Prices for cannabis flower on the retail and bulk market declined significantly in 2021 as supply and competition in the market have increased, according to a new report from the Canadian Cannabis Exchange.
The annual report from the B2B wholesale cannabis trading platform shows that prices on its listing in Q4 of 2021 were on average 36% lower than in Q1.
This decline was driven by mid-range THC products in the 20-25% THC range, which dropped from about $2.65 a gram in early 2021 to $1.52 a gram by the middle of the year before rebounding to about $1.75 a gram in Q4 2021.
A similar decline was seen in the 15-20% THC products, as well as the 25%+ THC range, landing around $1 a gram in the former range and $3 in the latter.
This trend is expected to continue into early 2022, before potentially rebounding again by the middle of the year with an expectation of greater demand for high-quality flower from B2B purchasers. The report notes that buyers are especially interested in paying a higher price to lock in long-term supply of high-quality, high THC flower over the 20% range.
This trend of the industry moving away from one-off deals to longer-term supply contracts is expected to continue into 2022, as well. The last two quarters of 2021 saw 64 of these “forward deals” compared to only seven in the previous two quarters.
“Buyers are looking to secure an ongoing supply of specific strains once an SKU is in market. Cultivators are beginning to grow for buyers specific SKU approvals,” notes the report.
This trend is also being driven by provincial product calls, with buyers noting which products are being approved by provinces and then seeking to secure a long-term supply to meet that approval.
Major Market Reshuffling in 2021 to Continue into 2022 as Big 4 Lose Market Share
The market will also continue to trend away from some of the largest of Canada’s cannabis producers, as new smaller and mid-sized growers continue to gain a foothold in the market and in consumers’ minds.
Part of the major market shift is a movement away from vertical integration, argues the annual report. While the initial market had large, often publicly traded companies marketing themselves as controlling all aspects of production and even sales, the market is now shifting to companies who can focus on one specific aspect of the supply chain well. This trend will also lead to greater and larger wholesale buys, as some companies focus on production and processing and allow others to focus on growing good cannabis.
The market for dried flower will have four key factors to consider. The first is an explication of a continuing increase in exports, as more foreign markets open up to even larger purchases from Canadian companies. Although exports to markets in Europe and Australia and other newly legal (medical) jurisdictions have been happening for years, many of those early sales were quite small compared to more recent sales as those markets grow.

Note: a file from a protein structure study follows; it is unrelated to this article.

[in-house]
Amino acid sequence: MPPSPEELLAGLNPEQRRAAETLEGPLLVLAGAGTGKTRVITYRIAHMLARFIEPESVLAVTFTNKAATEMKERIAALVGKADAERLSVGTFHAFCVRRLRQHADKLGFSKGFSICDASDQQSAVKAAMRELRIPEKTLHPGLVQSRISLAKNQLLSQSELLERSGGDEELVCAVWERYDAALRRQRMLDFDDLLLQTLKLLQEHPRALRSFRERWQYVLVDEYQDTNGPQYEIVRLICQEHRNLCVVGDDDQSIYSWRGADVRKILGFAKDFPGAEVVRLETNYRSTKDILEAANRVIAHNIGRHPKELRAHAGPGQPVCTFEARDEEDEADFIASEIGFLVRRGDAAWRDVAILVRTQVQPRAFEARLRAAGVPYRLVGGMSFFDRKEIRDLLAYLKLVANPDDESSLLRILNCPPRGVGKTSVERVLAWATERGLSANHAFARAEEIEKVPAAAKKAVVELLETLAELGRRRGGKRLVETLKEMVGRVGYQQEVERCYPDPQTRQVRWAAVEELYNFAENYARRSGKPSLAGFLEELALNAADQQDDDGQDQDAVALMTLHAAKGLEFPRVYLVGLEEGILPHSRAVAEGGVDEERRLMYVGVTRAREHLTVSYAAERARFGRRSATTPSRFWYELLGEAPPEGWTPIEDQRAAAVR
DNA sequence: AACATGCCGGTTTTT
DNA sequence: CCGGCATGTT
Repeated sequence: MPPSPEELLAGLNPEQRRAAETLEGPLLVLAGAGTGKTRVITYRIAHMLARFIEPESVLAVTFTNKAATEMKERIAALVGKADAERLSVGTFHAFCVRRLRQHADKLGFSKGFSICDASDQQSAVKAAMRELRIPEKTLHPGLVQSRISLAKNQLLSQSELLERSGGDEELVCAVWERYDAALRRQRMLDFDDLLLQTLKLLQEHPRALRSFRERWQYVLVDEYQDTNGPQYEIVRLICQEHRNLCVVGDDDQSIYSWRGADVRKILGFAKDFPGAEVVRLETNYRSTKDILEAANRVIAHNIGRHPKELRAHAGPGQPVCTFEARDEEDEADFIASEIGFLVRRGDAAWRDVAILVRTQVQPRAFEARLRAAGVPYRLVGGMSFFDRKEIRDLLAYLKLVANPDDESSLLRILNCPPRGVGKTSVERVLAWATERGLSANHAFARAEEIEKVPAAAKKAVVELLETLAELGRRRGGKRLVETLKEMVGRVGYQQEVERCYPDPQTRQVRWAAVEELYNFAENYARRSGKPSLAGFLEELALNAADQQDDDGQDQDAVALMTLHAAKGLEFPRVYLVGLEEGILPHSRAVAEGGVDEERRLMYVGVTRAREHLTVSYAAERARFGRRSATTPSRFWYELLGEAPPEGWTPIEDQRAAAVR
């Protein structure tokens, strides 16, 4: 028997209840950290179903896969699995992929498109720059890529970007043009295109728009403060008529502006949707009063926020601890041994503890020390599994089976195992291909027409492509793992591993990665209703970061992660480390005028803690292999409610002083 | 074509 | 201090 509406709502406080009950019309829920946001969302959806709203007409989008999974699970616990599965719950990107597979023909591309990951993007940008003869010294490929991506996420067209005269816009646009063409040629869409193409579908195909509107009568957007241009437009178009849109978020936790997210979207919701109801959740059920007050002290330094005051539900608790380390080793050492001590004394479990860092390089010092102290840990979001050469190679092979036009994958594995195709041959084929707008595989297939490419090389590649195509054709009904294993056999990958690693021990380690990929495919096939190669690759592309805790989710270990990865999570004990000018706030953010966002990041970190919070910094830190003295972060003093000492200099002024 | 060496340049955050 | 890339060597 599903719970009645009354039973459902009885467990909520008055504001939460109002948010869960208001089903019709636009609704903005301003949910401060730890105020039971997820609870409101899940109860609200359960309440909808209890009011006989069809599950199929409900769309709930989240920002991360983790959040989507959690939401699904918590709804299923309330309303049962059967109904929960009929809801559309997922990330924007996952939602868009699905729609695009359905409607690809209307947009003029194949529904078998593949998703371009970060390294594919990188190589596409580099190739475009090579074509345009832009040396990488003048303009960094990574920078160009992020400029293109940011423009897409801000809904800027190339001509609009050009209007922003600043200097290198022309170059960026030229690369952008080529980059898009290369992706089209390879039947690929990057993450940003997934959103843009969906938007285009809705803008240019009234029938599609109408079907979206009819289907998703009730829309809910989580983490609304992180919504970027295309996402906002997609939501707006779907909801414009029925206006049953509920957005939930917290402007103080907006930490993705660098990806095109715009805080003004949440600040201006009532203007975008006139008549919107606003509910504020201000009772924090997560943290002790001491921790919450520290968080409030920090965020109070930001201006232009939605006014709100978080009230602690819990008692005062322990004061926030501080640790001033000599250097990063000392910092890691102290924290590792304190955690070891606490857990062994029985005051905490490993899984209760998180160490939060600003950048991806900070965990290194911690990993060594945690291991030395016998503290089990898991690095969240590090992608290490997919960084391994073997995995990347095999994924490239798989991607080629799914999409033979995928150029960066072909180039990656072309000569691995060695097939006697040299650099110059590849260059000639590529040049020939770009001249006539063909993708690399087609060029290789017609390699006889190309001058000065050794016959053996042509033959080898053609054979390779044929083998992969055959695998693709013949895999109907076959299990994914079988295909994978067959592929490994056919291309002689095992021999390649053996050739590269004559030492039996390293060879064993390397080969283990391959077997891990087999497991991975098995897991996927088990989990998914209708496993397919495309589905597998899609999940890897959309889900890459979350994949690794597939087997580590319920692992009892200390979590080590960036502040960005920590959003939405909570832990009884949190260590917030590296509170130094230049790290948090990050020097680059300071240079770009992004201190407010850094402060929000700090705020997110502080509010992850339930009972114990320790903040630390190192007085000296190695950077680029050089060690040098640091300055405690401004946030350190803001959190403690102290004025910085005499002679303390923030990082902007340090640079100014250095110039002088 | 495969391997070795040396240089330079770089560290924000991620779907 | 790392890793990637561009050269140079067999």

For example, in 2020, producers in Canada exported 15,684 kgs of dried cannabis flower compared to 3,740 kgs in 2019. The exchange report says it expects that this growth will continue to increase in 2022. In August 2021 Eve & Co announced its largest-ever shipment to Germany and then in January 2022 Aurora announce the delivery of $10M in product to Israel.
As prices continue to decline in Canada, some producers who are able to satisfy export requirements may find solace in higher prices abroad in these emerging markets.
Slowing Consumer Growth
While the Canadian cannabis market continues to expand, there are also signs that some of the consumer growth may be slowing down. While 2021 saw a huge increase in overall sales compared to the two years prior, supported by a significant increase in retail outlets, especially in Ontario, this growth is expected to slow considerably in 2022.
Although retail sales grew by 30% from January to October 2021, this growth slowed to an average of 2.4% a month by the latter part of the year. This trend is expected to continue as the retail market becomes saturated.
Similar declines were seen in the extracts market. Although wholesale prices started off strong in early 2021, at around $7,500/kg, prices declined to a low of around $3,000/kg by the end of the year, a decline of over 100%.
This wholesale pricing is expected to continue in 2022 as extraction capacity peaks and the price of bulk flower inputs continues to decline.
However, this decline could be somewhat buoyed by a growing demand for kief, distillate and hash for infused pre-rolls, a product that has begun to gain interest from producers and consumers alike.
More novel cannabinoids are also expected to drive extract demand. Three major trends to watch are CBN, THC V, and CBG as buyers become more educated on these cannabinoids.
The Canadian Cannabis Exchanges’ (CCX) 2021 Bulk Wholesale Cannabis Report is an analysis of all 2021 settled deals (over 600) transacted on the CCX live trading platform (which includes dried flower, extracts, and genetics). Settled prices are a weighted average of all deals completed in the period and include both spot and forward deals. There are over 325 licensed Canadian companies trading on the CCX screen.